Innovating into a Whole New Species
People living a hundred thousand years from now will still be human and will still look like us, but they will have evolved from us in some significant ways, according to Daniel Berleant, an information-science professor at the University of Arkansas and an advisory board member of the foresight nonprofit Lifeboat Foundation. He explores the far-future implications of genetic change, along with social and technological change, and proffers advice to the world community on how to best begin managing the change processes in the here and now.
His accounts of far-future life will strike readers as entertaining, yet Berleant derives each from present-day breakthroughs that offer promising precedents. Artificial intelligence research could lead to computers that read our minds, for instance. Schools everywhere could be replaced by electronic “ear-top guardian angels” that teach their wearers any and every classroom lesson that a human teacher might.
Berleant also foresees work becoming increasingly optional, as nanotechnology and automated manufacturing processes render all of life’s necessities practically free; most work will take place outside the confines of physical offices. Meanwhile, genetic engineering will yield such marvels as oceangoing seaweed clusters that pull huge volumes of greenhouse gases out of the air, and land-based plants that are engineered to extract gold, silver, and other precious metals from the soil and sprout teacups, silverware, and car-engine parts instead of fruit.
Daily life on a Mars colony, Berleant imagines, may be nowhere nearly as glamorous as science-fiction might have you think, but an initial colony could grow into a thriving, planetwide population very quickly. He envisions far-future colonization of Mercury, Venus, the asteroids, and even Pluto. He depicts each technological possibility and takes stock of both the positives and the potential downsides, and then offers recommendations and cautionary notes for it accordingly.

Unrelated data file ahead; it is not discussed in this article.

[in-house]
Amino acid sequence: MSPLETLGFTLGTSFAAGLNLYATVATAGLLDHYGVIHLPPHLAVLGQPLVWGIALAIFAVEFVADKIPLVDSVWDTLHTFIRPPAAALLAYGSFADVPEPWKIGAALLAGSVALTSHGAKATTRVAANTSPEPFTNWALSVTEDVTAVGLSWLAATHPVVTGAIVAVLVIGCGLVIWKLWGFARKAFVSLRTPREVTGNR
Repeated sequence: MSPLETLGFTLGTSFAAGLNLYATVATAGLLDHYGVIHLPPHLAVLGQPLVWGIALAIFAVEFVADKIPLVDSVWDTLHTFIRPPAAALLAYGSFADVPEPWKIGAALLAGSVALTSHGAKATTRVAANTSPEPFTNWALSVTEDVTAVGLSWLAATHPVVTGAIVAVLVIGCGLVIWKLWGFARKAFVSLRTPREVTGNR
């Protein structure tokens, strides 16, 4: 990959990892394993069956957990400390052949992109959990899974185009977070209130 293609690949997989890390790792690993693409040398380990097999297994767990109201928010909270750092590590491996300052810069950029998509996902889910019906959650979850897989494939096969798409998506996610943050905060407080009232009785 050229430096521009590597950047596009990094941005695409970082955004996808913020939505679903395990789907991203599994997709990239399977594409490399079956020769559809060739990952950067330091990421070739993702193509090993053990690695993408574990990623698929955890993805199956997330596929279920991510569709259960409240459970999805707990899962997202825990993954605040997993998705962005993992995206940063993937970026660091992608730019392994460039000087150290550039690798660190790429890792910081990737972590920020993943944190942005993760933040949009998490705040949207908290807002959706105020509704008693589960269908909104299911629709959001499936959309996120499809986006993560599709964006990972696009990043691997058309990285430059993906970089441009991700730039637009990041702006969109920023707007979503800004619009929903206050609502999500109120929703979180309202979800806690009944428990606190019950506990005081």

The Human Race to the Future is an intensely imaginative look at the far limits—or lack thereof—of human innovation. It will be enjoyable and thought-provoking reading for practically any audience.—Rick Docksai
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April 20, 2015 - Peter Diamandis, author of "Bold" and "Abundance" sends out a weekly email in which he describes a technology and its potential impact. This came to my desk yesterday and I had to share it with my readers.
April 19, 2015 - The World Bank, International Monetary Fund and United Nations held a powwow in the last week along with representatives from 42 countries.
April 18, 2015 - I like my carbonated drinks and coke in its many branded iterations is my preference.
April 17, 2015 - The title of this posting is the same as the title of Peter Diamandis and Steven Kotler's sequel to "Abundance," a book I reviewed some time ago.
April 16, 2015 - What will stop humanity from continuing to pursue energy sources, even those that pose a great risk to the planet? It doesn't seem too far fetched to say, "almost nothing." Canadian energy companies continue to process bitumen even though the intensive nature of production contributes a significant amount of climate changing greenhouse gases.
April 15, 2015 - A few days ago, Canada's Environment Minister, Leona Aglukkaq, chided Canadian provincial leaders for not submitting carbon reduction strategies to the federal government so that it could submit an emission-reduction commitment to the United Nations.
April 13, 2015 - In the recent NextSTEP announcements at NASA two partners were awarded contracts for cubesat development.